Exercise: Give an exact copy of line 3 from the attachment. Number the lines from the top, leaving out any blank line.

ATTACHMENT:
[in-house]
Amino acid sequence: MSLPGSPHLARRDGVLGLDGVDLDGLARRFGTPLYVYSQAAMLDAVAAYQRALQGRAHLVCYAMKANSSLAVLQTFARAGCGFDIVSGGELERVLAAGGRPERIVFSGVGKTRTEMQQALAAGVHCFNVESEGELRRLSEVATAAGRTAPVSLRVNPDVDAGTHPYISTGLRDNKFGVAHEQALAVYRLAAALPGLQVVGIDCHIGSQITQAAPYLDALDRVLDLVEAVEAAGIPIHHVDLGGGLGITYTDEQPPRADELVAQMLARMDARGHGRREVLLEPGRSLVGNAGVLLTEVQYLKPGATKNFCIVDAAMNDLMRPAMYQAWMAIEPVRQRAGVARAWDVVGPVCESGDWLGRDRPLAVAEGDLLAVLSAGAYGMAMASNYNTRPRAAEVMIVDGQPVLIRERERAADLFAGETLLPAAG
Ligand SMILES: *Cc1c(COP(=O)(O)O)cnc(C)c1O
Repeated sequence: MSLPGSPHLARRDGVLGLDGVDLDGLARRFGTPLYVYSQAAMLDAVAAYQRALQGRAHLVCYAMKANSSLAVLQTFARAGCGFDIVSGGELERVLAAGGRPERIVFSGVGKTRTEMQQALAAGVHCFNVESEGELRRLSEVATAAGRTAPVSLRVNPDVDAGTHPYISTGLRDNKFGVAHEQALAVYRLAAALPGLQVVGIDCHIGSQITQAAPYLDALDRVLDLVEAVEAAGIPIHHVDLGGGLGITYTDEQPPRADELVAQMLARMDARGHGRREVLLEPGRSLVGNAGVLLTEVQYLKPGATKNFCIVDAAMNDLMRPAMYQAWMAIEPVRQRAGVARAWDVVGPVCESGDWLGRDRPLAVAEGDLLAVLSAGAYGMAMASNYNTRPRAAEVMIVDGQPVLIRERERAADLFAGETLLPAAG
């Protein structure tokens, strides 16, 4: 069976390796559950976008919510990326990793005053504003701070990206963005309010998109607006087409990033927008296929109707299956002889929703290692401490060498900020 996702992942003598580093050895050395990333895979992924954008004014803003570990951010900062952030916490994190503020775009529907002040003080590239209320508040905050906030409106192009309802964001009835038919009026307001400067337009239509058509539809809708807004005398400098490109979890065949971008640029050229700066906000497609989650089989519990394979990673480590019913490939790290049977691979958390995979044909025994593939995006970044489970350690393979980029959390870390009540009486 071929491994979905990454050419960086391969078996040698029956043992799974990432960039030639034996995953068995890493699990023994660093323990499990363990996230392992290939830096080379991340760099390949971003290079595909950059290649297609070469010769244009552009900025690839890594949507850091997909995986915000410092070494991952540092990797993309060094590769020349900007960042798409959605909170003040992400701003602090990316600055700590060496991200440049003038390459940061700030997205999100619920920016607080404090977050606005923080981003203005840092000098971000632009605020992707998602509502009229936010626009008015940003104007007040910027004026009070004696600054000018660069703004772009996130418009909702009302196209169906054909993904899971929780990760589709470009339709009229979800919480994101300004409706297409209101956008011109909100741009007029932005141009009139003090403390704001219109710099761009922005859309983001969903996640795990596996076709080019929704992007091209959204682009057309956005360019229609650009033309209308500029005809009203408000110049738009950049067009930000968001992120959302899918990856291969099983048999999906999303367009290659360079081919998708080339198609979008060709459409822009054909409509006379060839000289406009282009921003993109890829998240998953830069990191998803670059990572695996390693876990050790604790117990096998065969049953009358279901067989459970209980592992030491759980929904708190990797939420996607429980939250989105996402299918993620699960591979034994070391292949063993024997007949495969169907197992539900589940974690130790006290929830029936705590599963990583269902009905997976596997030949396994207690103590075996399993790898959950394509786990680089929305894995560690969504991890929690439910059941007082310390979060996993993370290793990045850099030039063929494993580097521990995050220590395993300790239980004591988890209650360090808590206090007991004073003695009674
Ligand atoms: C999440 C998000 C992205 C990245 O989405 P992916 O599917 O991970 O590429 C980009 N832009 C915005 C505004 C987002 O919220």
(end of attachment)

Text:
Ligand SMILES: *Cc1c(COP(=O)(O)O)cnc(C)c1O